A great surprise for fair-goers was the Kaunas-based virtual project “Art-Cart”, which has evolved under the auspices of the Kaunas Biennale. The Dutch artist Guda Koster has been working with the virtual art platform for a while now, and Art-Cart took the opportunity to show something of a rarity on the Lithuanian art scene – living sculptures. Every evening of the art fair, visitors were invited to listen to three living sculptures converse among themselves about what it means to be a sculpture. Meanwhile, the gallery’s stand featured Koster’s photographs of living sculptures, in many of which the artist herself played the leading role. Koster creates her sculptures using fabric and clothing that define daily life – our social standing, our interactions with others, and how we see ourselves – thereby enveloping a multitude of symbolic meanings.

Guda Koster speaks about her work “Twins”.

On-site in the stand itself, Koster expounded on her works: “This checked fabric is reminiscent of blocks of apartment houses, and I’ve dressed two people in it – twins. This then is the story of the Twin Towers. This gray fabric, on the other hand, is used as a drop-cloth to protect surfaces when painting or remodeling a room. I’ve used the fabric to clothe this woman, the walls, and a houseplant. The work speaks about my fear of becoming a lonely gray mouse whose only activity is watering houseplants.”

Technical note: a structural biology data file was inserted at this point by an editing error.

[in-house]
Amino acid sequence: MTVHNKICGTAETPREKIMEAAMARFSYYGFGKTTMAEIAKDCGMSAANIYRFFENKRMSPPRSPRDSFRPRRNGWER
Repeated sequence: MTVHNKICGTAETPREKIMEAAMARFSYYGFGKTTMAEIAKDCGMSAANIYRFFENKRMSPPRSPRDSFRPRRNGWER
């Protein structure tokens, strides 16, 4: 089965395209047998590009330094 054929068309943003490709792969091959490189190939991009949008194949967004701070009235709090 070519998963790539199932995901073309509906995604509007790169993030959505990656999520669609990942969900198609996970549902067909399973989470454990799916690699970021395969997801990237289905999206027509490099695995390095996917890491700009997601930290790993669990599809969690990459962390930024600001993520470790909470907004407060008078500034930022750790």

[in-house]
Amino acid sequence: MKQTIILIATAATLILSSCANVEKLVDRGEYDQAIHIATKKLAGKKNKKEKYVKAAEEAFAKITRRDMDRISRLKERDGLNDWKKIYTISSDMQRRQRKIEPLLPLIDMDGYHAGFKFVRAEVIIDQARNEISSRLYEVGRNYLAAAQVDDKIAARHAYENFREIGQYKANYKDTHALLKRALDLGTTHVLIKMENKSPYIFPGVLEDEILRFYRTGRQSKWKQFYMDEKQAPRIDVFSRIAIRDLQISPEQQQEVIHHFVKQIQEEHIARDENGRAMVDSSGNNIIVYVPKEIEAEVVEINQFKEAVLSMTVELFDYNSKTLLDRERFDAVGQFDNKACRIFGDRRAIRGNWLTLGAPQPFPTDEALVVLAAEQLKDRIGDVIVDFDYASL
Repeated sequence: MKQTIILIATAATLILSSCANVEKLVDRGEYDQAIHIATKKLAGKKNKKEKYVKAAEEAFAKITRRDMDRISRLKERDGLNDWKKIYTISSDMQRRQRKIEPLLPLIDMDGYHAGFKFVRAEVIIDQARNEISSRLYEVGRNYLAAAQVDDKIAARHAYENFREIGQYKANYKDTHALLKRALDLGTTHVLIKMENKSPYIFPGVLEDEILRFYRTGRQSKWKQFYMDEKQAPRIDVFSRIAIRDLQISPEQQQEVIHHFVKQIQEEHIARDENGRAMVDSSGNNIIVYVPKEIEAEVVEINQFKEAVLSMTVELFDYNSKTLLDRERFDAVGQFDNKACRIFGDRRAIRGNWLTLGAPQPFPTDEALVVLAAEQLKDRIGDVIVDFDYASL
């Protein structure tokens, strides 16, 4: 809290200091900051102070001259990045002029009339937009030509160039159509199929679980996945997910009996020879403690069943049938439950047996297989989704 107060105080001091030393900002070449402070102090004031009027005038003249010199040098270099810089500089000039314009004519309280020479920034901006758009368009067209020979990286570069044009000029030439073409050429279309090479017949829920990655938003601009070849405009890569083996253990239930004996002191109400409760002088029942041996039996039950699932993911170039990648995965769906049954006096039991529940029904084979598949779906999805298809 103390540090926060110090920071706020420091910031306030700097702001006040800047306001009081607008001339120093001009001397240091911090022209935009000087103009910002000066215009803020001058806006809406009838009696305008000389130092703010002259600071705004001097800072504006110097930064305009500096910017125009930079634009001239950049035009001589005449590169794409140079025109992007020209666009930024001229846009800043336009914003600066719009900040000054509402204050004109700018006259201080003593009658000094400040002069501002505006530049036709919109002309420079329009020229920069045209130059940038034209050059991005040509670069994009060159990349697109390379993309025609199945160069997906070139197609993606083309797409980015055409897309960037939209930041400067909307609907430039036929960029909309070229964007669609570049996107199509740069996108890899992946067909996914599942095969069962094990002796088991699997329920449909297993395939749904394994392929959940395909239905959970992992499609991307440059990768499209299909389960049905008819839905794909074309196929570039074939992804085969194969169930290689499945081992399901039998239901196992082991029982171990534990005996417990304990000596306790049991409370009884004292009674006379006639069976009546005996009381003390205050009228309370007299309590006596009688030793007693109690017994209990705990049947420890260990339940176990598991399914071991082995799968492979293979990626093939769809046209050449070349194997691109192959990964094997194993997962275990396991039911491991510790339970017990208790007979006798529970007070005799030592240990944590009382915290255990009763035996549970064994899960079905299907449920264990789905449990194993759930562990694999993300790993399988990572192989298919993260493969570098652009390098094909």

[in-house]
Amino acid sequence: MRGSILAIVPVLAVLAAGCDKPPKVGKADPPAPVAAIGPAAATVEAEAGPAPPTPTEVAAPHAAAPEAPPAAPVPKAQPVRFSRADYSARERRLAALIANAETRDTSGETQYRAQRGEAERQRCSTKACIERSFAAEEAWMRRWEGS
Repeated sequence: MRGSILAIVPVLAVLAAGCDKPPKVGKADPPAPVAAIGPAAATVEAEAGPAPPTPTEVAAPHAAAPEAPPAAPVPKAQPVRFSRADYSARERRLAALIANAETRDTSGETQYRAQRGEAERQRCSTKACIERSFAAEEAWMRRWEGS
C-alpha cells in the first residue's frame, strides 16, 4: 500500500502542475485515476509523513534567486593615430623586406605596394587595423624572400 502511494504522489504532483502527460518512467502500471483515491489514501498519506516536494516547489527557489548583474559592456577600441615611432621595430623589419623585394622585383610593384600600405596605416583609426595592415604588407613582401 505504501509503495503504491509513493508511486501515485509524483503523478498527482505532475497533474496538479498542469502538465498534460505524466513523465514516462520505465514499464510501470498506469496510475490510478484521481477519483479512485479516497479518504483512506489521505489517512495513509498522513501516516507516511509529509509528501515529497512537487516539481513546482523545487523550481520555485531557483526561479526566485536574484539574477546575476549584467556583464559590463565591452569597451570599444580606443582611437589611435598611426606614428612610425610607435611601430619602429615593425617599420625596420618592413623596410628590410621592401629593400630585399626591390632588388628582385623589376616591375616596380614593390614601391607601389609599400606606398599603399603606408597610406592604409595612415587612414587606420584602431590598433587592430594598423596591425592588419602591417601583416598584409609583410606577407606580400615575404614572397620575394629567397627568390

Severija Inčirauskaitė-Kriaunevičienė. “Kill for Peace”, 2016. Galerija Artifex, Lithuania

Deemed by fair experts as the best sculpture/installation was a piece by local artist Severija Inčirauskaitė-Kriaunevičienė, who is represented by Galerija Artifex, the textile gallery of the Vilnius Academy of Art. Severija’s works include such objects as perforated, and then embroidered, rusty pails and automobile hoods, but serving as her embroidery canvas this time were real soldier’s helmets from various wars.

This latest series of Severija’s, titled “Kill for Peace”, references the Vietnam War protest ballad written by the New York rock group The Fugs. The helmets are real relics from both World Wars, as well as one from the recent conflict in Ukraine; decorated with cross-stitched daisies, poppies and pansies, the symbolic meanings of the various flowers bring across a message about various life values.

Severija Inčirauskaitė-Kriaunevičienė speaking about her work “Kill for Peace”

Severija has caught the attention of curators outside of Lithuania as well, and last year she was invited to participate in the street-art project “Dismaland”, which was organized by the famous British graffiti artist Bansky. Severija’s works were displayed next to those of such big-name artists as Damien Hirst, Jenny Holzer and Axel Void.

Monika Žaltauskaite-Grašienė. “Still Smiling”, 2016. Galerija Artifex, Lithuania